There has been a rapid expansion in the area of family law, especially since the introduction of divorce and the subsequent enaction of the Civil Partnership and Certain Rights and Obligations of Cohabitants Act 2010.
Nobody wants to be involved in Family Law proceedings. The breakdown of a relationship is an immensely stressful and upsetting time for the partners and indeed the children. Legal matters are unavoidably part of relationship breakdown and if not handled tactfully, pragmatically and professionally, they can compound what is already an extremely difficult and stressful time.
We understand how difficult a relationship breakdown can be and we aim to resolve family law issues sensitively and without inflaming the situation unnecessarily.
Marital breakdown usually results in the couple agreeing a separation agreement, obtaining a judicial separation and/or obtaining a divorce. Divorce is not available until a couple have been separated for four of the five years preceding the application for divorce.
A statutory civil partnership registration scheme for same-sex couples was introduced in January 2011 under the Civil Partnership and Certain Rights and Obligations of Cohabitants Act 2010. The Act sets out the rights and obligations that civil partners have towards each other. These are broadly the same as the rights and obligations of married couples towards each other. The Act does not change the law on issues relating to children, for example, guardianship, adoption, custody, access or maintenance.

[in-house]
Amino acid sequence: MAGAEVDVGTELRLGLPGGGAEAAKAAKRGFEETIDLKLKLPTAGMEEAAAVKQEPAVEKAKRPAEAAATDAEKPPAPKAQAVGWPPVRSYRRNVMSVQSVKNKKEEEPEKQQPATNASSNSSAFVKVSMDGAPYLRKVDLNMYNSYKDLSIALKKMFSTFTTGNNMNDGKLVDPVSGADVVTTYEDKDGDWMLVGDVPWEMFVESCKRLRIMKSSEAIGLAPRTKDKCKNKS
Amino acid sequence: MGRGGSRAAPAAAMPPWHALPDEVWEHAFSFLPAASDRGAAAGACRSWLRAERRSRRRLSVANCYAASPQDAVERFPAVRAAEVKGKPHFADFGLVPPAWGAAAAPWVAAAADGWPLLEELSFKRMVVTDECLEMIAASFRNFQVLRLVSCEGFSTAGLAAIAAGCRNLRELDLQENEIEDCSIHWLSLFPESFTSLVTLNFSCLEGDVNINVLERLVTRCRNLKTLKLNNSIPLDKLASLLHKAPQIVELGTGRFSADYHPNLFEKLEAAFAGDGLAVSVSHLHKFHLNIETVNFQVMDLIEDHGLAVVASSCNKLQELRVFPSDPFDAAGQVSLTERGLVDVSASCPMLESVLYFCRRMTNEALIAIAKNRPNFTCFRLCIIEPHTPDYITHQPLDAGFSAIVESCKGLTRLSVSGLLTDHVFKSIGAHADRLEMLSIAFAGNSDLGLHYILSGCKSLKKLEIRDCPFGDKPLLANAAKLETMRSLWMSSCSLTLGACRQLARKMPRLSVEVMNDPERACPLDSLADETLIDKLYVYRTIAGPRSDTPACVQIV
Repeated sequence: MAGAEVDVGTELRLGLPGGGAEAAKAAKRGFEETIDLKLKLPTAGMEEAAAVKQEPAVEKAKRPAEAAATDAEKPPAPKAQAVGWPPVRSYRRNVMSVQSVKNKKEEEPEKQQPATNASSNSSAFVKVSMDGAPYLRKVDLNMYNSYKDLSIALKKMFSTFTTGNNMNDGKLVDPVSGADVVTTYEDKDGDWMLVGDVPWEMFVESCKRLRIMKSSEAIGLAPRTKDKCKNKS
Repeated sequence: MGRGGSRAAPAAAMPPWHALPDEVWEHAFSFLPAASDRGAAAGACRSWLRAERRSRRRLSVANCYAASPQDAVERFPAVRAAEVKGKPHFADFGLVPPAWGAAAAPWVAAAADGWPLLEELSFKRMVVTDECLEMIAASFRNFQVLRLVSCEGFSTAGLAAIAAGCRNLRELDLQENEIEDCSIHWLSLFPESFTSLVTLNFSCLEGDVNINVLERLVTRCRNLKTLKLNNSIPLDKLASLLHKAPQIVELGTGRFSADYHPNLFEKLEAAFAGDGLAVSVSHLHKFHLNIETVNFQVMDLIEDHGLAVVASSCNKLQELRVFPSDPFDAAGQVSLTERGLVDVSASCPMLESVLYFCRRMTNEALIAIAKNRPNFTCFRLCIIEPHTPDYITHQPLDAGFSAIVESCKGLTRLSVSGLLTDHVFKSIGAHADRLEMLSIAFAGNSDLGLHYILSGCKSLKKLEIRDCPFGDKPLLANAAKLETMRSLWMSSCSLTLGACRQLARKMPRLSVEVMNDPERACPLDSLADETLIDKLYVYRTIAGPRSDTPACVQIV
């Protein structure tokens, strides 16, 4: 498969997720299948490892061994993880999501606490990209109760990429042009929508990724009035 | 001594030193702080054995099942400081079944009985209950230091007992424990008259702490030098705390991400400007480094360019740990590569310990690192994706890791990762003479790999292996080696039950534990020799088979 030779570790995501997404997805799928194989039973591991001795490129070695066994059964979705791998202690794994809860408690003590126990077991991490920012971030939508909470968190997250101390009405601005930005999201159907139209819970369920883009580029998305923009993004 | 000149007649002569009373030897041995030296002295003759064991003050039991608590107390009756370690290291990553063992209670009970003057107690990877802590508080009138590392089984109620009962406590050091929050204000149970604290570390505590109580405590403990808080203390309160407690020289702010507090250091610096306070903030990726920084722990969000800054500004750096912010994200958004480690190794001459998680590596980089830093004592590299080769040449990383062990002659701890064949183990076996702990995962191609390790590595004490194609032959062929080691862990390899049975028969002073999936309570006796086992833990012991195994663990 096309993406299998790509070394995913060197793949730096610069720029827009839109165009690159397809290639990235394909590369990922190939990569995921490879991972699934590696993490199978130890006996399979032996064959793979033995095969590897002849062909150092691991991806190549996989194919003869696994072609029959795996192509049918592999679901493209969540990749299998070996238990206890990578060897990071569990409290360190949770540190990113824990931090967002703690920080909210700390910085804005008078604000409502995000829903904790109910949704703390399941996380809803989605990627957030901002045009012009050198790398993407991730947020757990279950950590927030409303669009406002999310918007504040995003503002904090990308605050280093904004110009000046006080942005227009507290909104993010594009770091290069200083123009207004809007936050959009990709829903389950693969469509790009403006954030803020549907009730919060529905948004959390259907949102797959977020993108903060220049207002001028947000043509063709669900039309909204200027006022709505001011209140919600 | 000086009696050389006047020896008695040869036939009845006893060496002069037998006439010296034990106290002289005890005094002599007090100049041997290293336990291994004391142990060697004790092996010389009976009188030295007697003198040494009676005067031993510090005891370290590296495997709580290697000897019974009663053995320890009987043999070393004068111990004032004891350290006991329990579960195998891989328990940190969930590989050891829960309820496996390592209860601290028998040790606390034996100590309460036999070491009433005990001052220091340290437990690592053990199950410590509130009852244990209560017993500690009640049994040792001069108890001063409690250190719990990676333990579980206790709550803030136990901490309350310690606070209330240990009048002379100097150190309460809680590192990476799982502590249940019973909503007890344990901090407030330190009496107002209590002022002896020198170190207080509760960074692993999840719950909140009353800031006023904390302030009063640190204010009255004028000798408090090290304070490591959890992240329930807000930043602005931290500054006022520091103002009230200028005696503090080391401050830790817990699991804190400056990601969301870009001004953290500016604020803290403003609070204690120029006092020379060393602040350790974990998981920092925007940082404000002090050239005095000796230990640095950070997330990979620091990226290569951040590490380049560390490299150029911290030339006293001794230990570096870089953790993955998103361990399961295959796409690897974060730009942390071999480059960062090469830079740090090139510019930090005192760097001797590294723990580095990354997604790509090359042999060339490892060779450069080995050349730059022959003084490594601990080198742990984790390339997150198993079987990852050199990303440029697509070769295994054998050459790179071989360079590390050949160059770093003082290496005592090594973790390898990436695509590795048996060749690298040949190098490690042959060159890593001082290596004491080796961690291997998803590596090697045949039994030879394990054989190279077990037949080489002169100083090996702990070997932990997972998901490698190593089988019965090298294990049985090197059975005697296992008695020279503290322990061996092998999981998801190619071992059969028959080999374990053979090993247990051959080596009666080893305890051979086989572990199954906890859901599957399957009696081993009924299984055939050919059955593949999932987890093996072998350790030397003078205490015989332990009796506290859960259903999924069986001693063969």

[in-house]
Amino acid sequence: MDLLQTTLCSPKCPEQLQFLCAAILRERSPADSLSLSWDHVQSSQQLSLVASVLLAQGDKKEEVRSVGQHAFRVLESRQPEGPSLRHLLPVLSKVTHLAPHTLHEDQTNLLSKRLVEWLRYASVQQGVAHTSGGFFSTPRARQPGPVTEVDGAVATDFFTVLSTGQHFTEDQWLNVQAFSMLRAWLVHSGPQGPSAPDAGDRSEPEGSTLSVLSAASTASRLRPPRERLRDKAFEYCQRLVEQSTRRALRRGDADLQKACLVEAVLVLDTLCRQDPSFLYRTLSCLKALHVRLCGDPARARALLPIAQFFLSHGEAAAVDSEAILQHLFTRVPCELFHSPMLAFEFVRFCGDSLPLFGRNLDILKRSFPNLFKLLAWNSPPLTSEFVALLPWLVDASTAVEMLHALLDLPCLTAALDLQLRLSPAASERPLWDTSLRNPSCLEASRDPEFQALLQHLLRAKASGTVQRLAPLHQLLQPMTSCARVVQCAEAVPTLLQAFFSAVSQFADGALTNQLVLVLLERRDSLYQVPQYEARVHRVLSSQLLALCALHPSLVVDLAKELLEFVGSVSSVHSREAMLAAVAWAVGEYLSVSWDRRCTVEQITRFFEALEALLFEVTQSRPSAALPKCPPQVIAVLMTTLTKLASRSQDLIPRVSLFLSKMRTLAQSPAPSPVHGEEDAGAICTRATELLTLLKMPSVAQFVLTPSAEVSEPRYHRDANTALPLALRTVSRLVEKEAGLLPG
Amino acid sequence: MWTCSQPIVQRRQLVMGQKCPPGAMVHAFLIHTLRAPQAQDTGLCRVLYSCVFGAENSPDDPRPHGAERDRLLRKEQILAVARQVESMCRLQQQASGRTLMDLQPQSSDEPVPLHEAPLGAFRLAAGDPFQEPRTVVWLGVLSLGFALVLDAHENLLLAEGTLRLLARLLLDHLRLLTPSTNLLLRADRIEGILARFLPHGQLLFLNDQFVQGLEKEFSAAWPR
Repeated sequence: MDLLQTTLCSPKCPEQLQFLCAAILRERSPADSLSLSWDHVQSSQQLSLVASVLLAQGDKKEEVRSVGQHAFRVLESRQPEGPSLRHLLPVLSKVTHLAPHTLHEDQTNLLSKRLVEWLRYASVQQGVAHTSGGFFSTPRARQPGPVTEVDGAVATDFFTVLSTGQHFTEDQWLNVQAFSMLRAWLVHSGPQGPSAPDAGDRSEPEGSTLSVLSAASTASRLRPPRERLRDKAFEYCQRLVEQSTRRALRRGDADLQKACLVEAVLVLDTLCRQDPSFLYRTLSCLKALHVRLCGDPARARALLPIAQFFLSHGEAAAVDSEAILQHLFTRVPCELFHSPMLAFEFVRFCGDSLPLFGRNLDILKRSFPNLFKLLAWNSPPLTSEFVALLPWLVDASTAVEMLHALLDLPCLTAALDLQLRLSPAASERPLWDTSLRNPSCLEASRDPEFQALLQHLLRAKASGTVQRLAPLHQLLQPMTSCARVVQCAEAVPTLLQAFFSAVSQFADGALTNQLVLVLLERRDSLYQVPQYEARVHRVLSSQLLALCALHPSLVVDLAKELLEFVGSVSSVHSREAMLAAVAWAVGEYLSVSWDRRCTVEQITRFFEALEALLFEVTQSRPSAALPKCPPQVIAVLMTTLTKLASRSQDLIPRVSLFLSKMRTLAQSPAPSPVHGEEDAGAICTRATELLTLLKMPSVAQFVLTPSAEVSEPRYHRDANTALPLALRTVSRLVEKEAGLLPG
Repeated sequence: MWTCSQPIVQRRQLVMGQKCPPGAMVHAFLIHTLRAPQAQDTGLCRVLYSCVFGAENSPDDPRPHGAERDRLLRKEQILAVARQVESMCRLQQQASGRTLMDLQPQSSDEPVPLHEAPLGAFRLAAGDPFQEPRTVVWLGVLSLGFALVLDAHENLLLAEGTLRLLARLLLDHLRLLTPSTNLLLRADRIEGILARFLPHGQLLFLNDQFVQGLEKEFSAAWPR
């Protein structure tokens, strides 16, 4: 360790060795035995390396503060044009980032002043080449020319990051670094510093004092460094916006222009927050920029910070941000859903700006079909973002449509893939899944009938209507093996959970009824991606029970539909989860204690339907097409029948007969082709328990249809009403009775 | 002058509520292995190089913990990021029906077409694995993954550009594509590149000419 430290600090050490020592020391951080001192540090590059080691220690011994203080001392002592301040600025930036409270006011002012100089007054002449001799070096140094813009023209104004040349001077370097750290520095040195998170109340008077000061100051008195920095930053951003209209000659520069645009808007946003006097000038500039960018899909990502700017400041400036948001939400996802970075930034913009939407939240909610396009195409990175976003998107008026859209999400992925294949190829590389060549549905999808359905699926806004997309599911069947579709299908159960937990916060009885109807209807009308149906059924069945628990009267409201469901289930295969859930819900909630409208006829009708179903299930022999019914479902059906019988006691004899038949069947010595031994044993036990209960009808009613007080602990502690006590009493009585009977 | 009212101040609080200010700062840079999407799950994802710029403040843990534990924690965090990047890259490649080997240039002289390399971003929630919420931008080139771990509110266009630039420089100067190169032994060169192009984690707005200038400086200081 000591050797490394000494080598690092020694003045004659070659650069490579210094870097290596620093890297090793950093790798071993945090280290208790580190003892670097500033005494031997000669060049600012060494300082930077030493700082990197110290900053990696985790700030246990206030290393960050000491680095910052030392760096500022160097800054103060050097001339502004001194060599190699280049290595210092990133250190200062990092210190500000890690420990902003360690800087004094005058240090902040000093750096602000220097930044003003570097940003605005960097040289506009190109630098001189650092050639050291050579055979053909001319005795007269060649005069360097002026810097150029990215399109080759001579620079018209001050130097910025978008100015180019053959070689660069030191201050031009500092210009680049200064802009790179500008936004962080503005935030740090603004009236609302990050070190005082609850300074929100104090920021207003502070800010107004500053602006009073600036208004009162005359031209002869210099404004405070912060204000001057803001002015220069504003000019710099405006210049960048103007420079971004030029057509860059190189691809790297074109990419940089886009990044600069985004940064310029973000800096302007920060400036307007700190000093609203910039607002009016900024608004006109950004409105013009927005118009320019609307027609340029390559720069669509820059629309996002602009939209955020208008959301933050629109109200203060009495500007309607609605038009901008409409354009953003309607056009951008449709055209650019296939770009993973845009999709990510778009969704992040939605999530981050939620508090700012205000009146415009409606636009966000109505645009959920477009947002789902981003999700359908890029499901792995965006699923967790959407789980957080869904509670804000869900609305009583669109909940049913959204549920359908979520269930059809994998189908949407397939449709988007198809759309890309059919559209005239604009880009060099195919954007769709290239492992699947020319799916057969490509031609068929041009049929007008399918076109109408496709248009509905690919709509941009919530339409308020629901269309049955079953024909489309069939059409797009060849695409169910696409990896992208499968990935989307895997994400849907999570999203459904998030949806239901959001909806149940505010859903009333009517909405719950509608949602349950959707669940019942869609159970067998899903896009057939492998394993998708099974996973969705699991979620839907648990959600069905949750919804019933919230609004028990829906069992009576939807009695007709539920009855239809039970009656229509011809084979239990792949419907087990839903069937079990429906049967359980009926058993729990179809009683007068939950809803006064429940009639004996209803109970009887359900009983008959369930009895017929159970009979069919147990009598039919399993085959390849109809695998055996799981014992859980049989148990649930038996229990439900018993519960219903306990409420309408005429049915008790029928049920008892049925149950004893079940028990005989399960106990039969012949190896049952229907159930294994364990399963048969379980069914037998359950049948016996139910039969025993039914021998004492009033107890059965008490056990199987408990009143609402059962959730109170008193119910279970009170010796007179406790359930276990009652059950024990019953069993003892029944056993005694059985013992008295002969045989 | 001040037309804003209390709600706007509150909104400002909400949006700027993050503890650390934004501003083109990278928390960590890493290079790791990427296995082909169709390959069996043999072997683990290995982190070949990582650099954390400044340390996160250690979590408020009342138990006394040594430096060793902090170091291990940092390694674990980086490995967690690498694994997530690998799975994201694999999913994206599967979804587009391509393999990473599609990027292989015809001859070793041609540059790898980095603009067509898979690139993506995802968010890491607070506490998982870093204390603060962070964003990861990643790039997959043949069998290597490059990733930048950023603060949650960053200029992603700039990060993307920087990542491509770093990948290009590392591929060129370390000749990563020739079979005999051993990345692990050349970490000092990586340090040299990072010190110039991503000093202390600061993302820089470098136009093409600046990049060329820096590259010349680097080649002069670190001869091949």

Cohabitants are defined in the Civil Partnership and Certain Rights and Obligations of Cohabitants Act 2010 as two same-sex or opposite-sex adults who are:
- not married to each other, and
- not in a registered civil partnership, and
- not related within the prohibited degrees of relationship (broadly speaking, relationships which would make them ineligible to marry each other), and
- living together in an intimate and committed relationship.
Cohabitants (cohabiting couples) do not possess the same legal rights and obligations as married couples or civil partnerships. Given the limited legal recognition of your relationship, this will obviously have some significant implications for various parts of your life.
If mediation is not successful we can advise you in all areas of family law including relationship and marriage breakdown, separation, divorce, nullity, custody and access to children, guardianship, maintenance and domestic violence.
If at all possible we will attempt to keep your case out of court by attempting to negotiate a settlement or compromise.
If you do have to go to court, family law proceedings are held in private (“in camera”) and are closed to the public and the press.
We can take family law proceedings in the District, Circuit and High Courts.
At all times we will help you to stand back from the emotional trauma and deal with the issues arising in a practical and sensitive way.
If you would like us to help you, or if you would simply like to have a chat to discuss your options, please don’t hesitate to contact us.